March 28, 2019
What does it take for your business brand to become iconic?
Soon Yu, a design and innovation designer and author of Iconic Advantage: Don’t Chase the New, Innovate the Old, suggests:
- Be Unique: Develop “noticing power.” A product should have an element that differentiates it from the competition and grabs people’s attention. For example, Nike’s point of difference was superior performance during physical activities. The company developed the Nike Air Max in 1987 with a visible air pocket. Most sneakers lose about 40% of the cushion over their lifetime, but an air pocket maintains its bounce.
- Continue to Innovate: Return to the elements that made you popular in the first place. A common mistake older companies make is to rest on their laurels with recognizable products, which typically bring in the most revenue, and focus on chasing something new and shiny. Instead, infuse newness into your signature product.
- Turn Loyal Customers Into Spokespersons: Many companies make the mistake of focusing on ad impressions and developing expensive media plans. Instead, they should focus on a product that is adored by a small group of people and understand the elements that elicit this passion. It’s better to be indispensable to 100 people, than to be recognizable to 1 million.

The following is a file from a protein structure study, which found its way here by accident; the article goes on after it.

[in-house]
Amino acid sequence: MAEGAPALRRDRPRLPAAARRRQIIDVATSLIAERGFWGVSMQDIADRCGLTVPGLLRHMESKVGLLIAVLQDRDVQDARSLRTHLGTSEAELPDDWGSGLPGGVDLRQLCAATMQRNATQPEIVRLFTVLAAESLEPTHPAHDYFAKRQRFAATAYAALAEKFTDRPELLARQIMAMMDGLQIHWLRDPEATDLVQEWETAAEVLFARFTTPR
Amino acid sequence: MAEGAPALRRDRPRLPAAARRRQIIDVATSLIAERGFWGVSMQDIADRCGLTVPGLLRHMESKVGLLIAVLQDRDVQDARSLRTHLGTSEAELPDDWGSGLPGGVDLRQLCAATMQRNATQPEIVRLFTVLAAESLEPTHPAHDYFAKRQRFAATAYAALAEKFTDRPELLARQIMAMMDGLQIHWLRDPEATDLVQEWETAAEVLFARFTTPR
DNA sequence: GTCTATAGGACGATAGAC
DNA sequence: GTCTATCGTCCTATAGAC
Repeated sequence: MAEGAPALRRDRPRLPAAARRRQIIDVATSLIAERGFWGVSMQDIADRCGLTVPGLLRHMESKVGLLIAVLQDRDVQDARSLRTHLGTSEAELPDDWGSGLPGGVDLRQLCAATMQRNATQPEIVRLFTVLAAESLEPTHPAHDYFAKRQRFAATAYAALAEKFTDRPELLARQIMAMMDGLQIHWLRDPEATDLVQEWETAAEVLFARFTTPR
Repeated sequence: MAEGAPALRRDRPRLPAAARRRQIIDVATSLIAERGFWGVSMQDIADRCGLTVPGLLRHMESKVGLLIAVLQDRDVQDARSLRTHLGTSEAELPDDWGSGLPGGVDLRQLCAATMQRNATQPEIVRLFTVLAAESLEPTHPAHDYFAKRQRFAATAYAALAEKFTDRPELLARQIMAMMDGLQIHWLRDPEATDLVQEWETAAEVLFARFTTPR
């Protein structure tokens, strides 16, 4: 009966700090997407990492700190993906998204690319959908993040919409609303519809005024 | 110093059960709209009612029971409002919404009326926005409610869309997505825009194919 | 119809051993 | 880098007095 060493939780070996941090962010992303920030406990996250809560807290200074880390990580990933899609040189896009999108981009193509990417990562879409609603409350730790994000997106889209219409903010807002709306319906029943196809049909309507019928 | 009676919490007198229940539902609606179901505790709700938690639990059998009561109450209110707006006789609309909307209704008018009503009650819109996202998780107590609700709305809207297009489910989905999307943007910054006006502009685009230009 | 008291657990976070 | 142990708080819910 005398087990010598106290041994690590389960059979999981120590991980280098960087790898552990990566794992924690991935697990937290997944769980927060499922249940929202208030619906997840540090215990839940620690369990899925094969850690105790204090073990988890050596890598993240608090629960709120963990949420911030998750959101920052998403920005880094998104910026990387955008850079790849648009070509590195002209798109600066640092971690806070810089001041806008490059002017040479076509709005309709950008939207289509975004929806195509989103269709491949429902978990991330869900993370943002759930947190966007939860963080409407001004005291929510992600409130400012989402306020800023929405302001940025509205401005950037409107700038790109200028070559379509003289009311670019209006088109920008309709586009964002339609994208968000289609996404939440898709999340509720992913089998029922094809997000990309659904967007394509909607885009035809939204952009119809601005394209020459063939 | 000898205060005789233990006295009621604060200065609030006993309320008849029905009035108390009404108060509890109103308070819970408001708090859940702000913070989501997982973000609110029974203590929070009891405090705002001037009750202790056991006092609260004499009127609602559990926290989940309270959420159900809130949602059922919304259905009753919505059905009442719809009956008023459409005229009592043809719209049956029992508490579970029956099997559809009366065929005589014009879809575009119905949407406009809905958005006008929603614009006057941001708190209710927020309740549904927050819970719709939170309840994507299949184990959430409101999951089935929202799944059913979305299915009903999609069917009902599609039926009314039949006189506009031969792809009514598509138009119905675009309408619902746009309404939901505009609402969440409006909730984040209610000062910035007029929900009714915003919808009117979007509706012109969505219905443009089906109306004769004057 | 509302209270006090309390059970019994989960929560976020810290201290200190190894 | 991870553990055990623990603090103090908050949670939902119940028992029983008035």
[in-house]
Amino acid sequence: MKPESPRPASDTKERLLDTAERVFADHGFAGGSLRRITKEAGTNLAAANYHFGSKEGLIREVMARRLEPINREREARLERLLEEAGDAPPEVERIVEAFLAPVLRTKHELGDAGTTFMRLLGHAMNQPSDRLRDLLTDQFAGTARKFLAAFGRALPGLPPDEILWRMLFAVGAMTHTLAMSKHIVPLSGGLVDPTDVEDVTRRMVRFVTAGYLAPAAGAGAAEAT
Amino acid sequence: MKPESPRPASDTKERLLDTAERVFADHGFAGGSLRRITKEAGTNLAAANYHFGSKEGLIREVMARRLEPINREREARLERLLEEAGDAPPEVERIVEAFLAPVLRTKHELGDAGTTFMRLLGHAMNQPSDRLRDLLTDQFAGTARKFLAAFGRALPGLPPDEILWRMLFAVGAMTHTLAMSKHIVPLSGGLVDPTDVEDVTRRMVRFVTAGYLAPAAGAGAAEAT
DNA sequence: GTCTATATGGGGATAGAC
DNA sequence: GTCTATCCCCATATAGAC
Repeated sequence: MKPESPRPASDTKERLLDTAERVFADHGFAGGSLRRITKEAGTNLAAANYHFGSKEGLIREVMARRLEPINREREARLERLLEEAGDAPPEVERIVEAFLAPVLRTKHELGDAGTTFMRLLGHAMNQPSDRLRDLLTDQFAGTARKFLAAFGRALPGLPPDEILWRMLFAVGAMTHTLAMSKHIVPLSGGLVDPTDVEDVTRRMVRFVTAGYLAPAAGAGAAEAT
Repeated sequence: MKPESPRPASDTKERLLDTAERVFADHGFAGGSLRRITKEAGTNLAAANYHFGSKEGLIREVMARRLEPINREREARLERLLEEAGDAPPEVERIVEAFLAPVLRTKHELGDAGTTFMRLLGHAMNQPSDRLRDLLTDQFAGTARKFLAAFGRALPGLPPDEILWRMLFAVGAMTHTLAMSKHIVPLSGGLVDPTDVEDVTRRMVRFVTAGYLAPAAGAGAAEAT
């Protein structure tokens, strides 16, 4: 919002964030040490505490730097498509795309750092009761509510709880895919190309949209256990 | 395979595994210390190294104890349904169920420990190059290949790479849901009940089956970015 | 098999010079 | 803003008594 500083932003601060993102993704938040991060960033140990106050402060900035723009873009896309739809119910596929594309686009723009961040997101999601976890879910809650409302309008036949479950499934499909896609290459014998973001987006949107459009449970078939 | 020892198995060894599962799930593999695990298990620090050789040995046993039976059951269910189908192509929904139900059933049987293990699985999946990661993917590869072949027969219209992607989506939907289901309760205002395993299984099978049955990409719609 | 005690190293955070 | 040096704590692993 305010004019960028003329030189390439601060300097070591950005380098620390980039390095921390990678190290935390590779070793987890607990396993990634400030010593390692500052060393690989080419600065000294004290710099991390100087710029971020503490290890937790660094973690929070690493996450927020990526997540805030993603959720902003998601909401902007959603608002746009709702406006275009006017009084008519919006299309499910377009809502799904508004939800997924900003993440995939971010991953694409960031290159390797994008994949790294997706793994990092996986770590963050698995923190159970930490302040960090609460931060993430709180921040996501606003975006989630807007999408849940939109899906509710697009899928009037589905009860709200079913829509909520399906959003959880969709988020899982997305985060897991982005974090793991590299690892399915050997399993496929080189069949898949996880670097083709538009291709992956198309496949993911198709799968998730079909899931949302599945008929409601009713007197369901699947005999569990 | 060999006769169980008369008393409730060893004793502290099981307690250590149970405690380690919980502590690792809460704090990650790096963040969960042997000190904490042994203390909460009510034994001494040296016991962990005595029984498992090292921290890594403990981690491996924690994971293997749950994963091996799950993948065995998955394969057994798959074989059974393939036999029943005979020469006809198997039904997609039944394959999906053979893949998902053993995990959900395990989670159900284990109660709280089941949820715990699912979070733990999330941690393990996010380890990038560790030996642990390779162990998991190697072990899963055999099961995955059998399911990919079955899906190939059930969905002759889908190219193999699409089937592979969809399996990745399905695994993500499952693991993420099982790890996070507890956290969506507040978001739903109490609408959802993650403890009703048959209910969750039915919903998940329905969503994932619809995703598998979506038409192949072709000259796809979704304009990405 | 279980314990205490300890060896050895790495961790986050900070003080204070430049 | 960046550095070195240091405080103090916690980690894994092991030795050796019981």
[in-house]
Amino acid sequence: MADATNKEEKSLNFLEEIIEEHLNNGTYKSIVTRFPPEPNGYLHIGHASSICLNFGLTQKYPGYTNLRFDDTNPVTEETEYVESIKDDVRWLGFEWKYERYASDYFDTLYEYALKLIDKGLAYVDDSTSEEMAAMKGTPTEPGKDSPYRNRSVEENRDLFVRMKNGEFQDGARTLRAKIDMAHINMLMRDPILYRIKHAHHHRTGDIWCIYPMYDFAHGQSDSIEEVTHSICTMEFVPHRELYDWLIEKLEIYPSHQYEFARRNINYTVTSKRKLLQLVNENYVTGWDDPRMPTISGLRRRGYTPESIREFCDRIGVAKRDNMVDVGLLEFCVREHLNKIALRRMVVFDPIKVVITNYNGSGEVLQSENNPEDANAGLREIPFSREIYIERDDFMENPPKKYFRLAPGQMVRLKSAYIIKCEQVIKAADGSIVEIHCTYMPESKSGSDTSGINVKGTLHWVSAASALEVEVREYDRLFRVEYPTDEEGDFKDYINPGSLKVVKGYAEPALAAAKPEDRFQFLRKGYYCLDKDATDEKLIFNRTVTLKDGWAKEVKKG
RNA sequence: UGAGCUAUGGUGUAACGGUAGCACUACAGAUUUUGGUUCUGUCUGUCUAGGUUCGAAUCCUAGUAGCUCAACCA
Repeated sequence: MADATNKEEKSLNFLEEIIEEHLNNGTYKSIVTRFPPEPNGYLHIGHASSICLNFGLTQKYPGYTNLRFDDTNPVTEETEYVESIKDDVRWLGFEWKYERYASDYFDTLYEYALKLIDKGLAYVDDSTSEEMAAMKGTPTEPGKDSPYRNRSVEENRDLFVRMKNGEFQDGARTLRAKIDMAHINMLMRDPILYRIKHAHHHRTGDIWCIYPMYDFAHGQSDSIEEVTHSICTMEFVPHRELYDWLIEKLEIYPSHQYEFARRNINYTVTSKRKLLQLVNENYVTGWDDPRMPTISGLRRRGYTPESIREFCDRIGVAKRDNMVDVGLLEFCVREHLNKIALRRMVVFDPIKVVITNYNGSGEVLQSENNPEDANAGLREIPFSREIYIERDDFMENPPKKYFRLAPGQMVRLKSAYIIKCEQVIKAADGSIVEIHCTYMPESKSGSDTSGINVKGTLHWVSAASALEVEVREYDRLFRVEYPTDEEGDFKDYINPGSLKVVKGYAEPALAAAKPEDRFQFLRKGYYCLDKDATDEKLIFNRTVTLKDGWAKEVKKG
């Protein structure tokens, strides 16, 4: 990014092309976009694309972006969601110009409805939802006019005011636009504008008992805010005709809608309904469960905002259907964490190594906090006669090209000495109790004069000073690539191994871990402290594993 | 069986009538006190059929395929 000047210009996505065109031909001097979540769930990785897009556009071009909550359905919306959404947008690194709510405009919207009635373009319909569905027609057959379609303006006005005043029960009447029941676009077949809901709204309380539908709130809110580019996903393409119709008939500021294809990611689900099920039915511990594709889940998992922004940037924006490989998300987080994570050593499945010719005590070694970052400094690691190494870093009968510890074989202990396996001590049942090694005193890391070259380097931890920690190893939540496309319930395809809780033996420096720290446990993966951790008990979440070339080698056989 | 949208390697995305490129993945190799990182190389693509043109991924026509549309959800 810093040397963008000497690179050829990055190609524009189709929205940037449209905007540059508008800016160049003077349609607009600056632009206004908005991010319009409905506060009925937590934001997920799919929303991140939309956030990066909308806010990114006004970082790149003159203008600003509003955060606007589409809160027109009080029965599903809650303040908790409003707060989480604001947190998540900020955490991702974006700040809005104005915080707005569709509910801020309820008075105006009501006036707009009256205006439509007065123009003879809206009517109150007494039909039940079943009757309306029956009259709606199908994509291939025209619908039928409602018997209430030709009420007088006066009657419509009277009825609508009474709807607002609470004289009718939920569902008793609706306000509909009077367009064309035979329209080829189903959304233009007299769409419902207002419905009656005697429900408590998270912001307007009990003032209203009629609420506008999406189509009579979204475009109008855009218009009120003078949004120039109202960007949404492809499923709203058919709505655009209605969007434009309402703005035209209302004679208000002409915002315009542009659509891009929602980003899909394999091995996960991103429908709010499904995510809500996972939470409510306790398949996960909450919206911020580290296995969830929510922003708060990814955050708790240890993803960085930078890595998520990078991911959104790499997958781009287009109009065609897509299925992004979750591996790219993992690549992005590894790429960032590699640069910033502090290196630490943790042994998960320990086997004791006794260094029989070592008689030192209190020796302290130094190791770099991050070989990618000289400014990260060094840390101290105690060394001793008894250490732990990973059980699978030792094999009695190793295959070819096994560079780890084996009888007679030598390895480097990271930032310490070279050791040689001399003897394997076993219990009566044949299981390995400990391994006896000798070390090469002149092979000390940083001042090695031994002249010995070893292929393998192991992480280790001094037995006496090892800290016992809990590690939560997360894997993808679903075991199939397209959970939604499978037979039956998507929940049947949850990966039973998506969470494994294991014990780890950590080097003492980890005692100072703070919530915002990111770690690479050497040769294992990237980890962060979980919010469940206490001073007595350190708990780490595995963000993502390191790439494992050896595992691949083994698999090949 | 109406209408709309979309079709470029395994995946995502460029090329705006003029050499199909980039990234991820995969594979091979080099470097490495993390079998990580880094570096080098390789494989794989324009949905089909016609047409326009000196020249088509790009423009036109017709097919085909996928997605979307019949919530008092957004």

- An Eye-Catching Logo Isn’t Everything: If a logo doesn’t have a story of meaning behind it, it’s less powerful. Apple, for example, went after the education market and its logo represented the idea of bringing an apple a day to a teacher. Its logo became more than just a recognized symbol for the business. It went beyond and infused meaning.